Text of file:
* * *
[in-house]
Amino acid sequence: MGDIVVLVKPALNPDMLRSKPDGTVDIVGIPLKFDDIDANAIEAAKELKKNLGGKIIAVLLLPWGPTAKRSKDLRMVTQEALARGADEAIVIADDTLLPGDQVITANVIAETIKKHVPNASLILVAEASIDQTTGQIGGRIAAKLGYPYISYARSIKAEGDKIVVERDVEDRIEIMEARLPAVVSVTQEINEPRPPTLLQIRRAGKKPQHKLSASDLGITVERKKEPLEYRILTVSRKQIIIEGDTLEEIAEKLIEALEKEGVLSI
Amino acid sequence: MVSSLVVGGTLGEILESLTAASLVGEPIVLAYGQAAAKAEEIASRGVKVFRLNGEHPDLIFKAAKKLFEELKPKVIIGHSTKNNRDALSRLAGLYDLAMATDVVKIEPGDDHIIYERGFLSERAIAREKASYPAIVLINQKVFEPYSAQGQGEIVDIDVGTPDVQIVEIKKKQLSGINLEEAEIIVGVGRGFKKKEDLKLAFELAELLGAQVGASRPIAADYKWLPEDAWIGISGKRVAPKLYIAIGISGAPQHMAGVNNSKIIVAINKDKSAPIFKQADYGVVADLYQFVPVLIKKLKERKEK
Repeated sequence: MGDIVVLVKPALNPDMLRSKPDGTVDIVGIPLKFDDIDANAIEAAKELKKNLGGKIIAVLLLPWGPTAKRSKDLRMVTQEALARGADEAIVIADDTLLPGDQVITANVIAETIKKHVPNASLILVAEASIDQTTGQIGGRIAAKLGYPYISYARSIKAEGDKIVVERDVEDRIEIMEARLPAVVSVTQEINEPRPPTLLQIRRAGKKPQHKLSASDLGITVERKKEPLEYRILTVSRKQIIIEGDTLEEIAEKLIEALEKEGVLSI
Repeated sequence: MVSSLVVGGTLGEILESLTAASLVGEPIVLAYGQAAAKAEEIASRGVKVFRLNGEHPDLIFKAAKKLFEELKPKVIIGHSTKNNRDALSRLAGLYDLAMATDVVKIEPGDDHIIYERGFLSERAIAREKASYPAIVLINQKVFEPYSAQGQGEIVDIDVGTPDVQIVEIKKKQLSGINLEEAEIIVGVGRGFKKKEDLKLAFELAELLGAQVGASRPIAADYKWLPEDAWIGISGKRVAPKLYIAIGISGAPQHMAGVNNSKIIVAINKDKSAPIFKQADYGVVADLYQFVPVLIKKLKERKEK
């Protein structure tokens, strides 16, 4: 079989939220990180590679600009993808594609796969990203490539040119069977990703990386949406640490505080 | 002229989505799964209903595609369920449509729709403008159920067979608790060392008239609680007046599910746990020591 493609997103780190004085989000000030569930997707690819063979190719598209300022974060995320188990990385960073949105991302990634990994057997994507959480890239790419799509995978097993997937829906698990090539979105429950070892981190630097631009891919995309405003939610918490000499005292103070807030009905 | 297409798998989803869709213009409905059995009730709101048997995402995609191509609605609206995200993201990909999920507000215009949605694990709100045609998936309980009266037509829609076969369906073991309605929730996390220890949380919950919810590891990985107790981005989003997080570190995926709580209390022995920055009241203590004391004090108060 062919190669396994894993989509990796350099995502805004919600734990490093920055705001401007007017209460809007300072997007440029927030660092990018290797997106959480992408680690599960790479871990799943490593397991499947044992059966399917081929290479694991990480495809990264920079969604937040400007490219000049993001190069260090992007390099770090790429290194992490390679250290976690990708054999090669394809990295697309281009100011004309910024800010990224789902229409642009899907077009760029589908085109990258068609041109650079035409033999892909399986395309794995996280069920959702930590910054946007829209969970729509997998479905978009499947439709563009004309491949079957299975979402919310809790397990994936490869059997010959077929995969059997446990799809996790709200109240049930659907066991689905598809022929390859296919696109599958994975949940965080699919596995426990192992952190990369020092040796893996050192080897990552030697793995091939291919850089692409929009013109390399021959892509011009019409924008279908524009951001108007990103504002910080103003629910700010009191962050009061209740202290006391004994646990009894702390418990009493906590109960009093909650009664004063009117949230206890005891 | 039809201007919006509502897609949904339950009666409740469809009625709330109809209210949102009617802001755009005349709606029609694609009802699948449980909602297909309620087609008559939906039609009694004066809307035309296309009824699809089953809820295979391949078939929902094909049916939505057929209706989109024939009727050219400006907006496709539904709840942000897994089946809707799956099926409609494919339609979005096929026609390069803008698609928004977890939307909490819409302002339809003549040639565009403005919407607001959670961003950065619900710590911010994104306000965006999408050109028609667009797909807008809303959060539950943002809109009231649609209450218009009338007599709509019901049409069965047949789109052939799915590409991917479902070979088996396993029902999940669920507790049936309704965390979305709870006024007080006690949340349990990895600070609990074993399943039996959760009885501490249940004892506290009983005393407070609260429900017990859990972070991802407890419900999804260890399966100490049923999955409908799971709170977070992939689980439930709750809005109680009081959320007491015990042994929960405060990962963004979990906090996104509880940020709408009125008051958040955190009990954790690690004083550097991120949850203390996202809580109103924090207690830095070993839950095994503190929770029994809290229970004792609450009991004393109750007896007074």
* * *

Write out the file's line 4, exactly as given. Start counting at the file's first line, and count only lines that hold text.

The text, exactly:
Repeated sequence: MGDIVVLVKPALNPDMLRSKPDGTVDIVGIPLKFDDIDANAIEAAKELKKNLGGKIIAVLLLPWGPTAKRSKDLRMVTQEALARGADEAIVIADDTLLPGDQVITANVIAETIKKHVPNASLILVAEASIDQTTGQIGGRIAAKLGYPYISYARSIKAEGDKIVVERDVEDRIEIMEARLPAVVSVTQEINEPRPPTLLQIRRAGKKPQHKLSASDLGITVERKKEPLEYRILTVSRKQIIIEGDTLEEIAEKLIEALEKEGVLSI